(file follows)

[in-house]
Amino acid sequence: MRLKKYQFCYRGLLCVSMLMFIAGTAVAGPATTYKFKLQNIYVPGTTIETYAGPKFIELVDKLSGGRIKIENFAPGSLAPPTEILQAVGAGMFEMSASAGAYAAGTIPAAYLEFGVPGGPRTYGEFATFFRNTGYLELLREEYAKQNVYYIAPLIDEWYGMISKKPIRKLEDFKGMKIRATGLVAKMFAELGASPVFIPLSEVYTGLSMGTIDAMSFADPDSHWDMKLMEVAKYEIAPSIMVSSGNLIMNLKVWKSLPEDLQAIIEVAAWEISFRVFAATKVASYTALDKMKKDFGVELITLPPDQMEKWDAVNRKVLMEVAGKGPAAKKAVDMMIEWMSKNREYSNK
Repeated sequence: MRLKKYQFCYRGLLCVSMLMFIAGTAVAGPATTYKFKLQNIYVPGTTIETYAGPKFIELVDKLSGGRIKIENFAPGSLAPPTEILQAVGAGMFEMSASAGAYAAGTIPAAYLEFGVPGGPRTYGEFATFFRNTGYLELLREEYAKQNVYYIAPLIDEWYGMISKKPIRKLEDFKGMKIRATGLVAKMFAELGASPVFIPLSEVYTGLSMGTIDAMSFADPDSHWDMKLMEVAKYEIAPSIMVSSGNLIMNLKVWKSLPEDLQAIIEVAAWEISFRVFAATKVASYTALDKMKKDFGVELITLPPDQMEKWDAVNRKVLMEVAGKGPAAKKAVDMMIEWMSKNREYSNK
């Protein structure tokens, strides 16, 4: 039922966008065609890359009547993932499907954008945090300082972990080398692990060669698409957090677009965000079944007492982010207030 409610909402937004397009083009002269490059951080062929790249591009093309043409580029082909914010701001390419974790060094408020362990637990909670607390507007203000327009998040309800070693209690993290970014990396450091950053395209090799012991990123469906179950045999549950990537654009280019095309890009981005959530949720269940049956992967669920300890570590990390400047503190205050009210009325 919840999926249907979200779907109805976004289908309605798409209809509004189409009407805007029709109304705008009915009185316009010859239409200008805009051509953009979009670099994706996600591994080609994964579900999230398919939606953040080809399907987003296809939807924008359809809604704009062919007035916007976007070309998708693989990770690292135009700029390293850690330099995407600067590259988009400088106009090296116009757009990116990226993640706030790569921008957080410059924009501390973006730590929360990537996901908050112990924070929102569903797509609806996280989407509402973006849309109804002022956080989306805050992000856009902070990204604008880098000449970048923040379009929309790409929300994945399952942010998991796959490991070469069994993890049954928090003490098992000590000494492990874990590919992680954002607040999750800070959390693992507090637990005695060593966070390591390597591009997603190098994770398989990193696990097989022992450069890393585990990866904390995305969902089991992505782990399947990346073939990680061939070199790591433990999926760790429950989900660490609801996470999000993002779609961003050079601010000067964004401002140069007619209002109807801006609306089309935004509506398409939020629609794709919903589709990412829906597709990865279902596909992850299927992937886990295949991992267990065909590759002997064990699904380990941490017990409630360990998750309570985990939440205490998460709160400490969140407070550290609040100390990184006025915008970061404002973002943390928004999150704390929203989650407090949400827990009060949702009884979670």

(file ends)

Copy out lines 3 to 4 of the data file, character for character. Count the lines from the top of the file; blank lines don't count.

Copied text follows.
Repeated sequence: MRLKKYQFCYRGLLCVSMLMFIAGTAVAGPATTYKFKLQNIYVPGTTIETYAGPKFIELVDKLSGGRIKIENFAPGSLAPPTEILQAVGAGMFEMSASAGAYAAGTIPAAYLEFGVPGGPRTYGEFATFFRNTGYLELLREEYAKQNVYYIAPLIDEWYGMISKKPIRKLEDFKGMKIRATGLVAKMFAELGASPVFIPLSEVYTGLSMGTIDAMSFADPDSHWDMKLMEVAKYEIAPSIMVSSGNLIMNLKVWKSLPEDLQAIIEVAAWEISFRVFAATKVASYTALDKMKKDFGVELITLPPDQMEKWDAVNRKVLMEVAGKGPAAKKAVDMMIEWMSKNREYSNK
């Protein structure tokens, strides 16, 4: 039922966008065609890359009547993932499907954008945090300082972990080398692990060669698409957090677009965000079944007492982010207030 409610909402937004397009083009002269490059951080062929790249591009093309043409580029082909914010701001390419974790060094408020362990637990909670607390507007203000327009998040309800070693209690993290970014990396450091950053395209090799012991990123469906179950045999549950990537654009280019095309890009981005959530949720269940049956992967669920300890570590990390400047503190205050009210009325 919840999926249907979200779907109805976004289908309605798409209809509004189409009407805007029709109304705008009915009185316009010859239409200008805009051509953009979009670099994706996600591994080609994964579900999230398919939606953040080809399907987003296809939807924008359809809604704009062919007035916007976007070309998708693989990770690292135009700029390293850690330099995407600067590259988009400088106009090296116009757009990116990226993640706030790569921008957080410059924009501390973006730590929360990537996901908050112990924070929102569903797509609806996280989407509402973006849309109804002022956080989306805050992000856009902070990204604008880098000449970048923040379009929309790409929300994945399952942010998991796959490991070469069994993890049954928090003490098992000590000494492990874990590919992680954002607040999750800070959390693992507090637990005695060593966070390591390597591009997603190098994770398989990193696990097989022992450069890393585990990866904390995305969902089991992505782990399947990346073939990680061939070199790591433990999926760790429950989900660490609801996470999000993002779609961003050079601010000067964004401002140069007619209002109807801006609306089309935004509506398409939020629609794709919903589709990412829906597709990865279902596909992850299927992937886990295949991992267990065909590759002997064990699904380990941490017990409630360990998750309570985990939440205490998460709160400490969140407070550290609040100390990184006025915008970061404002973002943390928004999150704390929203989650407090949400827990009060949702009884979670």